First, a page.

It’s been about 20 years since I’d seen Joel Schumacher’s first Batman film, and the third in the initial series Warner Bros. started with Tim Burton in 1989. At the time, the two biggest things that stood out for me were Jim Carrey’s performance as The Riddler and the circus-like production design, the latter of which took the look of the franchise in a 180-degree direction from where Burton went in his 1989 film and his 1992 sequel, “Batman Returns.” Seeing it again, my feelings about aren’t so tunnel vision. I still prefer Burton’s films, and Michael Keaton’s work as Bruce Wayne/Batman, but the more family-friendly approach of Schumacher in this film cannot be so easily dismissed. (“Batman & Robin” is another matter, and will be dealt with next year.)
In this film, we begin with a bank heist being carried out by Harvey “Two-Face” Dent, played here by Tommy Lee Jones, who was Schumacher’s top choice despite already having Billy Dee Williams (who played him in the original Burton film) contractually lined up for the role. The make-up on Two-Face by Rick Baker signals the garish absurdity of Schumacher’s vision here- color, color, color, the bolder, the better. Batman, as he is wont to do, shows up and foils his plan, but not before his first meeting with Dr. Chase Meridian (Nicole Kidman), a psychiatrist working with Gotham PD. The banter is strong with them, and Dr. Meridian is immediately taken by him…in a strictly professional manner, of course. His alter ego, Bruce Wayne (Val Kilmer), has other matters to attend to, as he goes to his science division and is introduced to Dr. Edward Nigma (Carrey) and his bold idea for a new level of interactive television. Wayne sees the danger in such a device, however, and squashes Edward’s ideas, and in the process, creates another villain for himself to fight. Meanwhile, he is haunted by the death of his parents, and his memories of the event are starting to come back to the moment when his fear of bats manifested. They will be further aggravated when he is asked to take in Dick Grayson (Chris O’Donnel), whose family was killed by Two-Face at a charity circus Wayne attended. Their connection will grow when Grayson discovers the secret of who Bruce Wayne really is.
There’s a lot to unpack in that story summary, but one of the things that struck me watching it again was how connected everything was on a thematic level. “Batman Forever” is seen by most as the beginning of the end of the original Batman film series, and from a tone level, the production design certainly points at the campiness that would hit overdrive in “Batman & Robin,” but the script by Lee & Janet Scott Batchler and Akiva Goldsman is well-attuned to looking at the duel psychology of Bruce Wayne in a way that I think a lot of people, including myself, had forgotten about over the years, and outright ignored in 1995. That isn’t to say that it’s as sophisticated in it’s approach as Christopher Nolan’s “Dark Knight” trilogy a decade later, but it’s definitely in keeping with the basic narrative thrusts of the Burton films as seeing the villains as reflections of Bruce Wayne. Replacing Keaton in the title role was Val Kilmer, and while there’s a different energy to his Bruce Wayne than Keaton’s, it’s compelling in it’s own right, especially in his scenes with Kidman (who has never looked more voluptuous) and O’Donnel, who looks too old to be an orphan of no means that must be taken in by Bruce Wayne, but still has some nice moments in the role. (I can see why Bob Kane, Batman’s co-creator, said at the time that Kilmer felt like the closest to his vision of Wayne of anyone who had played the role at the time.)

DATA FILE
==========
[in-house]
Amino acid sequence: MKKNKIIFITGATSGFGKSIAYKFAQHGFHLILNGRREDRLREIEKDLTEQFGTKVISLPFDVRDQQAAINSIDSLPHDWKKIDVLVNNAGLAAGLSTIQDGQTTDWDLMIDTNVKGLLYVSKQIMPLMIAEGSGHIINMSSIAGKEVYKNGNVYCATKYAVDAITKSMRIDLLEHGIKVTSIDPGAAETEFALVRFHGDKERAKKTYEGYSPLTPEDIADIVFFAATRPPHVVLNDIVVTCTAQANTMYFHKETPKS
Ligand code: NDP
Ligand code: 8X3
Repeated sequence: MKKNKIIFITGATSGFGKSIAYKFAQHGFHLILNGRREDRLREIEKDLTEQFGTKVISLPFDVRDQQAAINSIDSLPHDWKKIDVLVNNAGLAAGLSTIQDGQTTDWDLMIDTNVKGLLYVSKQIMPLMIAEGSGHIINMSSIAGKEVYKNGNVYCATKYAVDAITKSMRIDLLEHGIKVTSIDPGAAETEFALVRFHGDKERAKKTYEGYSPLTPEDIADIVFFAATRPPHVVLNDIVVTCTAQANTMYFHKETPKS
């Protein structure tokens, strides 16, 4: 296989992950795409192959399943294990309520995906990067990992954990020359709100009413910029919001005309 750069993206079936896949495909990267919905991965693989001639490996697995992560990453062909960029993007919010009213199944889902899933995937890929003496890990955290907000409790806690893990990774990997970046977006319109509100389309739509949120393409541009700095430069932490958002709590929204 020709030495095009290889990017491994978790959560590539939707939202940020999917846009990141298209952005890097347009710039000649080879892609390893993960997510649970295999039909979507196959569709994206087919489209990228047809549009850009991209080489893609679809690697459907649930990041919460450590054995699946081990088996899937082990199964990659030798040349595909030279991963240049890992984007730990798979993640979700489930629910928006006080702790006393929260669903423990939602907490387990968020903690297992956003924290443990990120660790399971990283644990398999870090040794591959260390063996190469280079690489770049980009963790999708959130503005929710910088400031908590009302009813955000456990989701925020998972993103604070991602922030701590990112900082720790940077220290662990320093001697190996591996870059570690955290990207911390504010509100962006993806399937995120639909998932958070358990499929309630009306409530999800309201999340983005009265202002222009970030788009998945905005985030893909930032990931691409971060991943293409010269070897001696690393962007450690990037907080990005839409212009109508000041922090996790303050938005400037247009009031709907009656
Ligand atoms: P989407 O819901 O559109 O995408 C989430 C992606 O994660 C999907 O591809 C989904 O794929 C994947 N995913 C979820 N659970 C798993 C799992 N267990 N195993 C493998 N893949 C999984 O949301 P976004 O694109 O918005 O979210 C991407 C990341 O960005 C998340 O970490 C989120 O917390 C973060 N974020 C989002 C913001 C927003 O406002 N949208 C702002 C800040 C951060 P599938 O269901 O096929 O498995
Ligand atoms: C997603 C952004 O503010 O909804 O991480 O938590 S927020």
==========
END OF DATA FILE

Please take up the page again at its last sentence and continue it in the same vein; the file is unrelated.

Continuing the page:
On the villain’s side, the film is very much a mixed bag. It’s hard to imagine a more embarrassing role in Tommy Lee Jones’s career than his over-the-top craziness as Harvey Dent- this is a miscalculation that haunts the film almost as much as his parent’s death haunts Bruce Wayne. I really don’t know why Schumacher, or anyone, thought Jones (best in more subdued roles) trying to be a theatrical villain would be a good idea, especially with half his face in pink make-up and his clothes decked out like a pimp’s. His performance was ridiculous then, and it is ridiculous now, and not just because Nolan seemed to better serve the character in “The Dark Knight,” even if Two-Face didn’t show up until the end. The star of the film, then and now, is Carrey as The Riddler. Not long after his breakthrough with “Ace Ventura: Pet Detective,” “The Mask” and “Dumb & Dumber,” he was paid big money to play The Riddler in this film and he earns every penny. Yes, he goes from manic to crazy throughout the span of the movie, but he’s also given as strong a character arc as any Batman villain was given between 1989-97, and he plays right into it beautifully. This was one of Carrey’s key performances that showed he could bring some shade into a character, regardless of how big he plays it, and it’s still one of my favorite performances of his.
“Batman Forever” held up surprisingly well after 20 years. I still wouldn’t trade Nolan’s and Burton’s films for anything, and I like what Ben Affleck and Zack Snyder have going on with this new Batman, but the campy visual style aside, Schumacher did well with the franchise Warner Bros. handed him the first time out. I don’t expect to be as accepting of the second film Schumacher directed in the series the next time I see that one.